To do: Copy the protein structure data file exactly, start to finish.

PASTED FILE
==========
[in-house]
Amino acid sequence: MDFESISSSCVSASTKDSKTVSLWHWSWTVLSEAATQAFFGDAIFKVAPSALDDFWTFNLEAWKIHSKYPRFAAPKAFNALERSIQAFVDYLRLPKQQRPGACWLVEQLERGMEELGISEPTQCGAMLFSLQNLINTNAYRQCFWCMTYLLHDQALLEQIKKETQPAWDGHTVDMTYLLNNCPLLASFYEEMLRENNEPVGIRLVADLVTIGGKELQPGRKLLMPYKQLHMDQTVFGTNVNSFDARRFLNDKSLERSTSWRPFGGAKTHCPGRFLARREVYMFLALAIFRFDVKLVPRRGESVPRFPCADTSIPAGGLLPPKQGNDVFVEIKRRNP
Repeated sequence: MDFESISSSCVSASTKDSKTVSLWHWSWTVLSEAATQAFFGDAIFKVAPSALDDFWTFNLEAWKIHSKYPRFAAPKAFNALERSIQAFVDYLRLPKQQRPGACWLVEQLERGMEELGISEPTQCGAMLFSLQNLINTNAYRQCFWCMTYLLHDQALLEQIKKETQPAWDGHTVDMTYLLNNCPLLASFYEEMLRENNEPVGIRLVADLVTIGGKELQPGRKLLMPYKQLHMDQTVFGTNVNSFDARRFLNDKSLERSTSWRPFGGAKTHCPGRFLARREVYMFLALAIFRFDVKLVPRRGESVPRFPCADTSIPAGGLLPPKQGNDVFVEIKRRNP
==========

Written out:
[in-house]
Amino acid sequence: MDFESISSSCVSASTKDSKTVSLWHWSWTVLSEAATQAFFGDAIFKVAPSALDDFWTFNLEAWKIHSKYPRFAAPKAFNALERSIQAFVDYLRLPKQQRPGACWLVEQLERGMEELGISEPTQCGAMLFSLQNLINTNAYRQCFWCMTYLLHDQALLEQIKKETQPAWDGHTVDMTYLLNNCPLLASFYEEMLRENNEPVGIRLVADLVTIGGKELQPGRKLLMPYKQLHMDQTVFGTNVNSFDARRFLNDKSLERSTSWRPFGGAKTHCPGRFLARREVYMFLALAIFRFDVKLVPRRGESVPRFPCADTSIPAGGLLPPKQGNDVFVEIKRRNP
Repeated sequence: MDFESISSSCVSASTKDSKTVSLWHWSWTVLSEAATQAFFGDAIFKVAPSALDDFWTFNLEAWKIHSKYPRFAAPKAFNALERSIQAFVDYLRLPKQQRPGACWLVEQLERGMEELGISEPTQCGAMLFSLQNLINTNAYRQCFWCMTYLLHDQALLEQIKKETQPAWDGHTVDMTYLLNNCPLLASFYEEMLRENNEPVGIRLVADLVTIGGKELQPGRKLLMPYKQLHMDQTVFGTNVNSFDARRFLNDKSLERSTSWRPFGGAKTHCPGRFLARREVYMFLALAIFRFDVKLVPRRGESVPRFPCADTSIPAGGLLPPKQGNDVFVEIKRRNP